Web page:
All this might be good for Switzerland, but bad for America. Big business can’t grow and small business is caught in the trap. The New York Times reported that the debt dance was “causing jitters from Beijing to Brussels…The world’s largest economies are anxious for compromise” for fear of collateral damage. The minions stateside are worried as well!
As JPM’s Jamie Dimon put it: A U.S. Debt Default would be a Moral Disaster. The real moral disaster has already occurred through the Congressional power play that the world’s largest economy would even consider default. The fact is simply unthinkable. The global credit markets would be thrown into utter chaos. Dimon asserts that default would be…“catastrophic…dwarfing Lehman.” After all, what is the system of credit and debt based on if not the promise to pay? DC politicos know this; they know it is impossible to default on debt without creating a massive global economic panic and depression. So why are they playing cat and mouse with our economic lives?
In the wake of greatest economic disaster in seventy years, the American fiscal policy seems to be: Punish the elderly, tax the rich, abandon the poor, add a few more wars and bleed this baby dry!
First of all: leave the old folks alone. Life is hard enough with Lipitor and Viagra as it is. The amount of concern over vital Social Security checks for those that depend on these is unnecessary. Picking on the defenseless should be off-limits—period.
In terms of taxing the rich, I have some possibly controversial thoughts on that. The rich need to feel rich in order to spend money. Upping the taxes to punish them for Wall Street mishaps is not the best policy. The Rich are a lot like you and me. They need a little love too. Okay, I am a bit tongue and cheek here, but in the Get-Rich-Quick-America we know and love, wealth is not a crime. Nor should it be treated as one. I’m just sayin’….
Instead of punishing the “rich,” why don’t we take a page from good old Latin America wisdom and help the poor? Huh, you ask? A recent 60 Minutes segment on Brazil as a new and improved economic powerhouse was an eye opener. How did Brazil recover from economic disaster to become an emerging global economic superpower in eight short years? For starters, it placated the rich and boosted the poor out of poverty at the same time. What a concept! Brazil’s government gave struggling citizens a monthly stipend to send their kids to school and receive proper medical care. The result was the creation of a new spending middle class. The previously neglected group felt empowered and emboldened as it became a vital part of Brazil’s recovery. The nation has reached almost full employment in the wake of the economic stimulus. The poor have moved up in the economy and everyone else moved up with them.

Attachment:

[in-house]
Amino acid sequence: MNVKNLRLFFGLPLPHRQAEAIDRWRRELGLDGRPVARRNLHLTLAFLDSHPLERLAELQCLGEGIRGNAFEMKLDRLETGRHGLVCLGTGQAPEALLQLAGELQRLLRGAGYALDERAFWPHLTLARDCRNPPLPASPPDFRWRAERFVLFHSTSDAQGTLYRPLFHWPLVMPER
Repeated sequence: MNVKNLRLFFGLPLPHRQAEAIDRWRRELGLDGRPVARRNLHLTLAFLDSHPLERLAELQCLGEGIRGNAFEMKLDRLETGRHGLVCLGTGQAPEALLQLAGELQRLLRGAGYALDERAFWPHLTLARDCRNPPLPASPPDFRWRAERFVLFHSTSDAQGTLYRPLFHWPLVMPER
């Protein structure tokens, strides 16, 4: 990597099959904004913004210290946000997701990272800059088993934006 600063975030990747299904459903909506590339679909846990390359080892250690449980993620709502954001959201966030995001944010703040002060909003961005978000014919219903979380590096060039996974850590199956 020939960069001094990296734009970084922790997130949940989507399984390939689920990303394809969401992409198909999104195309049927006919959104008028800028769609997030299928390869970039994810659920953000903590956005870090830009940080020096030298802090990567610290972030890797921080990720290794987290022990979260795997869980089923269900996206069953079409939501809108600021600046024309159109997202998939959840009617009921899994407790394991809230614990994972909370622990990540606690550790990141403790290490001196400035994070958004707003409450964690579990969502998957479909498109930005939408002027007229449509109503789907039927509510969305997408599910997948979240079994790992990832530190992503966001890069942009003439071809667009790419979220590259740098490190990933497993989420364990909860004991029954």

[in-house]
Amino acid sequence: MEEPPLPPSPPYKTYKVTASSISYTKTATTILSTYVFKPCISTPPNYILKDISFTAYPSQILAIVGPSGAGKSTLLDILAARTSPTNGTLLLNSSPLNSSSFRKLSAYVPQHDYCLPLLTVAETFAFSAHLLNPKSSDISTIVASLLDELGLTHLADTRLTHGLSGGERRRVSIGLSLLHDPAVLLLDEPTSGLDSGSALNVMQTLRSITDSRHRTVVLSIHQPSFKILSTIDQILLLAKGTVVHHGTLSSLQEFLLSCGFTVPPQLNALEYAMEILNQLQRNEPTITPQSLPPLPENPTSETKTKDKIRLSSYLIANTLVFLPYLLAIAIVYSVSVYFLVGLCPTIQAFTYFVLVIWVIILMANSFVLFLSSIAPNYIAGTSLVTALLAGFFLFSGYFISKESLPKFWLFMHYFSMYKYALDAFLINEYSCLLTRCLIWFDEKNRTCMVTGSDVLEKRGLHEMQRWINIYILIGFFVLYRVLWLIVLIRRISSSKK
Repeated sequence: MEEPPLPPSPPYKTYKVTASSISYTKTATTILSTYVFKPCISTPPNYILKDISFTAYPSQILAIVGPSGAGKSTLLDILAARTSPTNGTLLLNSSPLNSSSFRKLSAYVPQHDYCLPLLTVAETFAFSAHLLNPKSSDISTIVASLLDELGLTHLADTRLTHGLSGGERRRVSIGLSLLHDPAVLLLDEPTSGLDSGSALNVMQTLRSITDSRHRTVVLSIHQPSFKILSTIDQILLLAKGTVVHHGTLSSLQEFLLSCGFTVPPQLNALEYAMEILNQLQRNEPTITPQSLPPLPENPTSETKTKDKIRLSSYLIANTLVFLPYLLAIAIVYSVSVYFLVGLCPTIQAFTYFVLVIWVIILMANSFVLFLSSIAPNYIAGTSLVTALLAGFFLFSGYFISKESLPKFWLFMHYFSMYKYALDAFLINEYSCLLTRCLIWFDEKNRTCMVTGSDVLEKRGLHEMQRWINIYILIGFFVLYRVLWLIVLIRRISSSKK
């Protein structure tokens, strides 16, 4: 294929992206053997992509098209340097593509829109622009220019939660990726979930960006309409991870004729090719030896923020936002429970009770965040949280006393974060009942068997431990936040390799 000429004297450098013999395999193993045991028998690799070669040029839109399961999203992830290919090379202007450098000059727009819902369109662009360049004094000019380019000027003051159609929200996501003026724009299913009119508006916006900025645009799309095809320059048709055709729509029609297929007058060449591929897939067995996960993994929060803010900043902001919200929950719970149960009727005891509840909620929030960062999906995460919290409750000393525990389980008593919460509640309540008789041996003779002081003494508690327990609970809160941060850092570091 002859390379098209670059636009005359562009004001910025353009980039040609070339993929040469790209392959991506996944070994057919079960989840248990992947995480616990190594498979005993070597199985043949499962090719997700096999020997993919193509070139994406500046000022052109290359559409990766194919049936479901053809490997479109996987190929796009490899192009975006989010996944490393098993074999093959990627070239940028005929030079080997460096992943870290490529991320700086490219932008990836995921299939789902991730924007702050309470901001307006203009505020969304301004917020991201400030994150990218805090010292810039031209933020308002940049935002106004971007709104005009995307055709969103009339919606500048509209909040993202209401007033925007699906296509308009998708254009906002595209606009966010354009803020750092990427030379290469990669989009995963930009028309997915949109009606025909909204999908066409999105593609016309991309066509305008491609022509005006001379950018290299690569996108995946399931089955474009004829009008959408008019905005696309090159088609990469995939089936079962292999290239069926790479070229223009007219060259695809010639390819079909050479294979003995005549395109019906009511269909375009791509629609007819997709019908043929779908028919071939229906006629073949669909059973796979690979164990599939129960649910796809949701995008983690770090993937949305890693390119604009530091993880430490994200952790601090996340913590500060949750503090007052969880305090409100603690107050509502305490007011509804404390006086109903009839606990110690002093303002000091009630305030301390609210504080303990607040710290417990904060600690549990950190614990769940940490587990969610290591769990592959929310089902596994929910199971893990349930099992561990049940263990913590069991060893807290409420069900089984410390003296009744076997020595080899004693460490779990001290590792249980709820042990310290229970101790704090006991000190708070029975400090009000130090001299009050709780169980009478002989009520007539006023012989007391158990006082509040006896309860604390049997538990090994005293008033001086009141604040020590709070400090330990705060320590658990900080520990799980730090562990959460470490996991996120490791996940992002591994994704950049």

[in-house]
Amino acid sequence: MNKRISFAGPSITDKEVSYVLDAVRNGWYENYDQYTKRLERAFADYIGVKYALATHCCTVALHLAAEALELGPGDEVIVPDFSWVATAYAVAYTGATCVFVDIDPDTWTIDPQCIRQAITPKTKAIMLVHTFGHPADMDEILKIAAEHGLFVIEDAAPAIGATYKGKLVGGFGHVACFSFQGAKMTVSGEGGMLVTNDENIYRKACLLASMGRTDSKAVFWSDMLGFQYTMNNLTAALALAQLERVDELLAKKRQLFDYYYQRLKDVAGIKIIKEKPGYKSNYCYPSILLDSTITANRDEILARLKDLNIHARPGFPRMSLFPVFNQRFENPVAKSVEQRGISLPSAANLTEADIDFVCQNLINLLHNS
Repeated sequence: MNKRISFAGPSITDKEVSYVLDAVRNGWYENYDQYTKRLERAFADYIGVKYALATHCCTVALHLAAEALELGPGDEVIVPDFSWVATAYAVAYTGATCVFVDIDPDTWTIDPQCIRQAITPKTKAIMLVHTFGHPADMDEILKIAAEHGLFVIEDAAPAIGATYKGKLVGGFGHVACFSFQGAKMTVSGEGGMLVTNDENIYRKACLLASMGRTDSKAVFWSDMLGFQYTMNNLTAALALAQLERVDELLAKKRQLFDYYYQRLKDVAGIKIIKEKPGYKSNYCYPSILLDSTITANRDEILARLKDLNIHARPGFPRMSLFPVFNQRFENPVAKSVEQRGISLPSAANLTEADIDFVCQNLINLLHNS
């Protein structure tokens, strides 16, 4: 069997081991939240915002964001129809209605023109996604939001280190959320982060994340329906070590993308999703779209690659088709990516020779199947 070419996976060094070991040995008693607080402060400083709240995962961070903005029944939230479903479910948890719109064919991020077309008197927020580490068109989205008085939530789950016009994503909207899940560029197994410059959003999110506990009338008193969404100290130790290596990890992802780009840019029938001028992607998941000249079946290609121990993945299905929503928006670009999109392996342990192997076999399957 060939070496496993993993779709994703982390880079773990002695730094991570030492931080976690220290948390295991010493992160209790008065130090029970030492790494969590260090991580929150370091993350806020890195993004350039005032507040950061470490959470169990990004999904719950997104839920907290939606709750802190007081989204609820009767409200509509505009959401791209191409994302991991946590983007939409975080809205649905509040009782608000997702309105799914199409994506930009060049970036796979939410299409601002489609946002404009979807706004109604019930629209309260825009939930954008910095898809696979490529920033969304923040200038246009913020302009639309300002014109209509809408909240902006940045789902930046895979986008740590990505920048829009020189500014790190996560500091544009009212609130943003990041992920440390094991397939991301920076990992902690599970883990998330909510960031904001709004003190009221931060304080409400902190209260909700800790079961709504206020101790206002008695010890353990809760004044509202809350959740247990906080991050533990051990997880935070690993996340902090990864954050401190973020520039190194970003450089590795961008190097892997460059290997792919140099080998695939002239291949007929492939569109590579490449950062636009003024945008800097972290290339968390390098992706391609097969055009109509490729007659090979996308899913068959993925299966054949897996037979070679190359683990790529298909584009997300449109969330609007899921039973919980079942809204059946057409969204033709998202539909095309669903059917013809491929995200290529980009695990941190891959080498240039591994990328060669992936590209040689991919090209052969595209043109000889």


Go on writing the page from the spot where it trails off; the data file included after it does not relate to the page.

So Washington… take a page from a powerhouse emerging market and stimulate the Stimulus. The entire debt talk should be as much about “where to make cuts in spending” as it should be about how to increase tax revenues through a vibrant and booming economy. Debt and credit is part illusion anyway. The illusion that things are going well gets people to invest, spend and circulate credit and capital throughout the economy. The so-called “cuts” in spending are stretched over ten years for future Congressional bodies and administrations to embrace. Congress is using an old trick called: creative accounting. Are we really saving any money at all?
But then again, if we really want to make cuts in wasteful spending, we should start with our 3.5 unnecessary wars. The nation’s killing machines are no good to anyone except Halliburton and a handful of defense contractors. If you ask the American people should we continue in Afghanistan or eliminate Social Security, the nation’s seniors would surely win that vote. It’s about value for the dollar. What do we value? Life or death? War or peace? Money or People?
Congress is a reactive, not proactive body. The urgency and current hardships experienced in the slow growth American economy and tragic long-term unemployment necessitates that Congress must become proactive.
Perhaps, lawmakers should instead consult the financial experts on how to stimulate profits at the job creator level. As reported in Good-b, two Wall Street vets, Goldman Sachs and New York’s Mayor Bloomberg, have taken action to support small business where the Feds have left a large gaping hole. Tax incentives for hiring, access to community credit and capital, direct fiscal support for boots-on-the-ground employment and relief from consumer and mortgage debt would reignite growth at the core of the financial system.
Incentives, incentives, incentives. Job growth is a crucial key to building revenues and restarting the sluggish economy. Americans must be able to earn a decent living. Stimulating Main Street economics would actually make a difference for working America and in turn for the nation. And for goodness sake: we should leave Social Security and Medicare alone. If Congress wants to find some savings, perhaps it could sacrifice some its own cushy benefits and we might take them more seriously.
Category: sustainable leadership